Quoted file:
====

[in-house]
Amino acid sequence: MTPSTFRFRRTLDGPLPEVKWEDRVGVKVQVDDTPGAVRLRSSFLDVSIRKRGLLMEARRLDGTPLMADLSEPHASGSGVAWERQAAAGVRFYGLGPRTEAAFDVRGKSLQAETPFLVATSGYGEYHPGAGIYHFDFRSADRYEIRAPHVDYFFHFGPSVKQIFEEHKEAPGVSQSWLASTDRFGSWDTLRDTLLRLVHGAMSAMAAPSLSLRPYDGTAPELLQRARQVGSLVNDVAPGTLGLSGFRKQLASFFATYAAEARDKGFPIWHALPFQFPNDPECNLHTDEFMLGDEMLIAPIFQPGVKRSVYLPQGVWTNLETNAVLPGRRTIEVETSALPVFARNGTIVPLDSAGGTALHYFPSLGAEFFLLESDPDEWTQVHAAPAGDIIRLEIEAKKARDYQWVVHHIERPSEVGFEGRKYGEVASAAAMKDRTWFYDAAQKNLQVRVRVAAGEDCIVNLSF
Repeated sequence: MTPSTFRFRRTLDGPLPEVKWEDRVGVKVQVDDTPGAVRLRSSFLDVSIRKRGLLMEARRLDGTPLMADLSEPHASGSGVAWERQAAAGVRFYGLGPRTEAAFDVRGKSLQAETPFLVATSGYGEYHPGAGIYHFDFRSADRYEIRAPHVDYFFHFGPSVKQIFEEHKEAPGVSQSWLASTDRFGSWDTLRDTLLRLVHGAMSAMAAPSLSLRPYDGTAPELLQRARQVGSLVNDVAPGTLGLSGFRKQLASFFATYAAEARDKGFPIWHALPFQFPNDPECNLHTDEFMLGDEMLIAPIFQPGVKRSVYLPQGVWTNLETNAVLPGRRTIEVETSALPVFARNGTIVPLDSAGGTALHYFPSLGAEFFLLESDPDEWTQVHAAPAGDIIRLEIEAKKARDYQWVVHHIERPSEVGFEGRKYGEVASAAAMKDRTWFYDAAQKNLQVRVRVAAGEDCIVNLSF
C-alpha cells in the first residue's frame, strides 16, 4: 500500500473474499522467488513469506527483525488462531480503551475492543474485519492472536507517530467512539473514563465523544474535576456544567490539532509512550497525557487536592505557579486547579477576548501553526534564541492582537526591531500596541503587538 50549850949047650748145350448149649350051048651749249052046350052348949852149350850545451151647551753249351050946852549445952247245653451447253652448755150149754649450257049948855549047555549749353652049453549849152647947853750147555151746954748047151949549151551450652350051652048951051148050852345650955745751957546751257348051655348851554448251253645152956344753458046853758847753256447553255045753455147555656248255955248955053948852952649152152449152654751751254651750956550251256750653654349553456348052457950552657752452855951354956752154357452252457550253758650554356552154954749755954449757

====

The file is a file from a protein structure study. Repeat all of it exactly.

[in-house]
Amino acid sequence: MTPSTFRFRRTLDGPLPEVKWEDRVGVKVQVDDTPGAVRLRSSFLDVSIRKRGLLMEARRLDGTPLMADLSEPHASGSGVAWERQAAAGVRFYGLGPRTEAAFDVRGKSLQAETPFLVATSGYGEYHPGAGIYHFDFRSADRYEIRAPHVDYFFHFGPSVKQIFEEHKEAPGVSQSWLASTDRFGSWDTLRDTLLRLVHGAMSAMAAPSLSLRPYDGTAPELLQRARQVGSLVNDVAPGTLGLSGFRKQLASFFATYAAEARDKGFPIWHALPFQFPNDPECNLHTDEFMLGDEMLIAPIFQPGVKRSVYLPQGVWTNLETNAVLPGRRTIEVETSALPVFARNGTIVPLDSAGGTALHYFPSLGAEFFLLESDPDEWTQVHAAPAGDIIRLEIEAKKARDYQWVVHHIERPSEVGFEGRKYGEVASAAAMKDRTWFYDAAQKNLQVRVRVAAGEDCIVNLSF
Repeated sequence: MTPSTFRFRRTLDGPLPEVKWEDRVGVKVQVDDTPGAVRLRSSFLDVSIRKRGLLMEARRLDGTPLMADLSEPHASGSGVAWERQAAAGVRFYGLGPRTEAAFDVRGKSLQAETPFLVATSGYGEYHPGAGIYHFDFRSADRYEIRAPHVDYFFHFGPSVKQIFEEHKEAPGVSQSWLASTDRFGSWDTLRDTLLRLVHGAMSAMAAPSLSLRPYDGTAPELLQRARQVGSLVNDVAPGTLGLSGFRKQLASFFATYAAEARDKGFPIWHALPFQFPNDPECNLHTDEFMLGDEMLIAPIFQPGVKRSVYLPQGVWTNLETNAVLPGRRTIEVETSALPVFARNGTIVPLDSAGGTALHYFPSLGAEFFLLESDPDEWTQVHAAPAGDIIRLEIEAKKARDYQWVVHHIERPSEVGFEGRKYGEVASAAAMKDRTWFYDAAQKNLQVRVRVAAGEDCIVNLSF
C-alpha cells in the first residue's frame, strides 16, 4: 500500500473474499522467488513469506527483525488462531480503551475492543474485519492472536507517530467512539473514563465523544474535576456544567490539532509512550497525557487536592505557579486547579477576548501553526534564541492582537526591531500596541503587538 50549850949047650748145350448149649350051048651749249052046350052348949852149350850545451151647551753249351050946852549445952247245653451447253652448755150149754649450257049948855549047555549749353652049453549849152647947853750147555151746954748047151949549151551450652350051652048951051148050852345650955745751957546751257348051655348851554448251253645152956344753458046853758847753256447553255045753455147555656248255955248955053948852952649152152449152654751751254651750956550251256750653654349553456348052457950552657752452855951354956752154357452252457550253758650554356552154954749755954449757